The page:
After dozens of strangers helped her through a surprisingly difficult time, Maxine Sayers believes gratitude is best served with a slice of pie — and a hug from Al Roker.
The past two years have been a whirlwind for Sayers and her family, who now live in New Jersey. Sayers married Reverend Clifford Ackman in 2017 but, soon after the wedding, he was called to work for the Church of Scotland. So the couple quickly made arrangements to move across the pond with their soon-to-be adoptive teenage daughter, Nyah.
Not long after the move, Ackman was unexpectedly offered an opportunity back in the U.S. — so the family had to quickly relocate. The family was excited to be going home, but there was one problem: Sayers had donated all of their furniture and most of their belongings before they left the country.
"We then had to move back to the United States with nothing, absolutely nothing," Sayers told TODAY Food.
In an effort to make their new house a home, Sayers put an ad on a community website describing the situation and, within minutes, received dozens of replies. One by one, people she'd never met offered her everything from refrigerators and microwaves, to welcome mats, desks and even hand-knit blankets.
"The responses were overwhelming," Sayers said, while tearing up. "'We don't have much, but you can have a pillow.'"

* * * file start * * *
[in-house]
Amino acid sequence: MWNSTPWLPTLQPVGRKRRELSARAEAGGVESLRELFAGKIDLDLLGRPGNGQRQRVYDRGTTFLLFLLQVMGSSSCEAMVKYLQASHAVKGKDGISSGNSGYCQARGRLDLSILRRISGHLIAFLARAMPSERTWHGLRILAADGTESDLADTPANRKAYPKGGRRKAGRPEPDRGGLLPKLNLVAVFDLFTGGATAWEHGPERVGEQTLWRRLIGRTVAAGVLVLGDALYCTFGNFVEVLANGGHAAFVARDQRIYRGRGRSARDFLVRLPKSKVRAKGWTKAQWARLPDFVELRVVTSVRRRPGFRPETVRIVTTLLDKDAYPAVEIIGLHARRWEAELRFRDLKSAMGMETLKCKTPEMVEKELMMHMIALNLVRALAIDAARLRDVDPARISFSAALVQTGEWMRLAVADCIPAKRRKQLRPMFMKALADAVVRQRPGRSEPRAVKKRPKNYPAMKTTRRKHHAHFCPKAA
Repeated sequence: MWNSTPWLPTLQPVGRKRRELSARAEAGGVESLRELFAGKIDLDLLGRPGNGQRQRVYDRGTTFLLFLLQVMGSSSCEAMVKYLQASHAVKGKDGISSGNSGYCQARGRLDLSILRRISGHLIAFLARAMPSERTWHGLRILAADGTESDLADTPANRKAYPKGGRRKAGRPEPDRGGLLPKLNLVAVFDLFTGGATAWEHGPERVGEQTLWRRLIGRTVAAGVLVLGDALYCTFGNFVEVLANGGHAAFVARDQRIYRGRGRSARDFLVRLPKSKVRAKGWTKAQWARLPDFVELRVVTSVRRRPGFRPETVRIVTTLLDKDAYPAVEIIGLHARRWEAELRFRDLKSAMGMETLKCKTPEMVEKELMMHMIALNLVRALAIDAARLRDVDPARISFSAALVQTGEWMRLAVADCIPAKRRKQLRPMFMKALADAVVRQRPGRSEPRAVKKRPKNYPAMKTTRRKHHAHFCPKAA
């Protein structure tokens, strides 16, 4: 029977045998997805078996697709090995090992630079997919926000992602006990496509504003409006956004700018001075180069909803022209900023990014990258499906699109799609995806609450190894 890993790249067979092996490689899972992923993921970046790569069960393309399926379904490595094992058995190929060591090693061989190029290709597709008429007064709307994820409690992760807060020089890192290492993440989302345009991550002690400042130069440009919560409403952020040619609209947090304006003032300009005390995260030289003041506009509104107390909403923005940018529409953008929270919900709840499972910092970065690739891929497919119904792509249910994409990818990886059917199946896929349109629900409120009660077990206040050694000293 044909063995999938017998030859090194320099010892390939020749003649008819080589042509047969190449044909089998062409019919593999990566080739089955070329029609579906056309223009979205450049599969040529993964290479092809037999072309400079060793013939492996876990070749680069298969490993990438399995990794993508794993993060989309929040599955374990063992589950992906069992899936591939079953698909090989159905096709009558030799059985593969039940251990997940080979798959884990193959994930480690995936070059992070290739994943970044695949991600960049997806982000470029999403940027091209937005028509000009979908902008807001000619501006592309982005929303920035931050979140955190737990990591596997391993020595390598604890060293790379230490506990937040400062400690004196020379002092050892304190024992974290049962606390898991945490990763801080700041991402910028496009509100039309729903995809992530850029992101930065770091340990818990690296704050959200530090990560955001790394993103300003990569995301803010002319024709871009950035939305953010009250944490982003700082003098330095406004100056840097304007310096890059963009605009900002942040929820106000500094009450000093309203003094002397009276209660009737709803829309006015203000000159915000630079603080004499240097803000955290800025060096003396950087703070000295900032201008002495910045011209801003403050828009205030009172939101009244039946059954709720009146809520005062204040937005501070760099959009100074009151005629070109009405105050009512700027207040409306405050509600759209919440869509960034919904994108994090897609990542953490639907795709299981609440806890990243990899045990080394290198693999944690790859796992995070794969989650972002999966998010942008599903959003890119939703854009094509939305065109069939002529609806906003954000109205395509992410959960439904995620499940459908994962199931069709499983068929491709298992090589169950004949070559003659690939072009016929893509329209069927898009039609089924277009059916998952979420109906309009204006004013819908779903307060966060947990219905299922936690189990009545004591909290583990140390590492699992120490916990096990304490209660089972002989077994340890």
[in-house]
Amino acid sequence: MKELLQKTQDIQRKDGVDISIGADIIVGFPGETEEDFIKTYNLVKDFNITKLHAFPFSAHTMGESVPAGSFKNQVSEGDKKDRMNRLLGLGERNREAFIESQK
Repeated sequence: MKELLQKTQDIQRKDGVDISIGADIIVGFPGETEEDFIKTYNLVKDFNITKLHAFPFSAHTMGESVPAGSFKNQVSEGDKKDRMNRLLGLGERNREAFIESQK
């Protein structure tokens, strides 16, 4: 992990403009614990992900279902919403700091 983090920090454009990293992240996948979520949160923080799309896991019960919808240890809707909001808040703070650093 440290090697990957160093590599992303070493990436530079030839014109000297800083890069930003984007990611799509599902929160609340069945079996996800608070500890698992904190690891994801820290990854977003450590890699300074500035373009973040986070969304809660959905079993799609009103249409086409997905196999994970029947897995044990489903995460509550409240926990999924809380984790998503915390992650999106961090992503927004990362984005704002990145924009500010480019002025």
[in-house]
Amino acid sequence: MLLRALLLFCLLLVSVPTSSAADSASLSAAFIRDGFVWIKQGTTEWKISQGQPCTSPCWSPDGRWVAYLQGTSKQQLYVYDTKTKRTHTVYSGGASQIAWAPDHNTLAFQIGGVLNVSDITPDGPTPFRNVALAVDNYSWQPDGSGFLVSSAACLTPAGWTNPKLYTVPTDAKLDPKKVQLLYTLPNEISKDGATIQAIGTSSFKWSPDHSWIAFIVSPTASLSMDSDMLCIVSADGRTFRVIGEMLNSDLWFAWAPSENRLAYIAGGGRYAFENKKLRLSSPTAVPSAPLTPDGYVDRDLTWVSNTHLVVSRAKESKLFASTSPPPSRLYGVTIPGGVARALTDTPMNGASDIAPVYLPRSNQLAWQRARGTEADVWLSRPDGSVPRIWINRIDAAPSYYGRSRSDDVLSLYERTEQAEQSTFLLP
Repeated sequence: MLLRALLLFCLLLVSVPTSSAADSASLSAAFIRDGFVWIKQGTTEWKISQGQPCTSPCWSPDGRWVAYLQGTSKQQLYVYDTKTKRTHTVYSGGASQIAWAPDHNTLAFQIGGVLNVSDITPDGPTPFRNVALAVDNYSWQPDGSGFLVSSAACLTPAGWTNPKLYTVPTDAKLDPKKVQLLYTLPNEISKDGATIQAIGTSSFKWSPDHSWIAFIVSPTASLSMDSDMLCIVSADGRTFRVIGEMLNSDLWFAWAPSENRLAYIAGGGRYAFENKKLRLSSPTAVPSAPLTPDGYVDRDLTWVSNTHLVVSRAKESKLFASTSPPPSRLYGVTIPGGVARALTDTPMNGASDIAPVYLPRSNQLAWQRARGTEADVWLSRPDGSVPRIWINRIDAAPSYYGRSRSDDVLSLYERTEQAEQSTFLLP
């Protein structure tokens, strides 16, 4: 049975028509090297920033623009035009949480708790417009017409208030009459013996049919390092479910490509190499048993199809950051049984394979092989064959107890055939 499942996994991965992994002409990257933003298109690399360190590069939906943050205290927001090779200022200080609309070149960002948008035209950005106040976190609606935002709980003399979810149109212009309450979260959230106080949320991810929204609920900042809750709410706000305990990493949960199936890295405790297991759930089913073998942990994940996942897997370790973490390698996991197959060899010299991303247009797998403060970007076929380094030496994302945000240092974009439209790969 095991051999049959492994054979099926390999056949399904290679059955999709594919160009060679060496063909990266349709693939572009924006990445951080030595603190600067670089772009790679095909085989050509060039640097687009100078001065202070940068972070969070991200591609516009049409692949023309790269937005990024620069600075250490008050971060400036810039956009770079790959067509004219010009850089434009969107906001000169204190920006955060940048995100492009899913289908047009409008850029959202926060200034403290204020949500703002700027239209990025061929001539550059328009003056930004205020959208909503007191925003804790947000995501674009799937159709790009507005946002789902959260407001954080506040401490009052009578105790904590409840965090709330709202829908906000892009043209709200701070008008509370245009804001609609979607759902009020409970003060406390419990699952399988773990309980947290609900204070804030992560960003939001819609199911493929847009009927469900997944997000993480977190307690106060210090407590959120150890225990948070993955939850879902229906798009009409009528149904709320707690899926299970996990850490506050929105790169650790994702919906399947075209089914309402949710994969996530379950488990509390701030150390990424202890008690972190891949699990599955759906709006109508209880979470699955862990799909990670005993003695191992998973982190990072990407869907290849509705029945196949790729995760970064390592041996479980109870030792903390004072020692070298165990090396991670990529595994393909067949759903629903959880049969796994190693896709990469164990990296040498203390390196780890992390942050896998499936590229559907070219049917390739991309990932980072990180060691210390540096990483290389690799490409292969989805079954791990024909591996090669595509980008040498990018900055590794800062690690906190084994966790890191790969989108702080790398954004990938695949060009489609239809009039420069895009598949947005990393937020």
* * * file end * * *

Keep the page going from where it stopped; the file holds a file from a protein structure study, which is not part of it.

To reciprocate the many good deeds she'd received, Sayers teamed up with TODAY and Ellen Gray at The Able Baker in Maplewood, New Jersey, in March 2018. After picking up an assortment of fruit and buttermilk-custard pies from Gray, who cooks 60 to 70 pies weekly and runs a baking blog called "No More Mr. Nice Pie," Al Roker and Sayers went from house to house to deliver the sweet surprise.
"Hugs and pie. That's a good combo," Al said as Sayers greeted one woman.
Today, Sayers and her family still have all of the furnishings and decor they received from strangers, many of whom are now friends. They expect to finalize Nyah's adoption very soon and plan to welcome more foster children into their lovingly furnished home, since Nyah leaves for college next year.
For Thanksgiving, Sayers told TODAY that she and her husband are planning to host 25 people and will celebrate the holiday by enjoying the personal touches each neighbor helped create.
"My in-laws all came to visit over the summer. They were well pleased with our home and sense of style," Sayers said. "You should have seen their faces when they found out that we didn’t blow our meager earnings on the fine and posh furnishings."
For Sayers, however, her call for help wasn't just about the physical things or saving money.
"I think my little ad brought out some of the human faith and human giving and human generosity and I'm most grateful to that," Sayers said. "I'm most grateful for the human touch."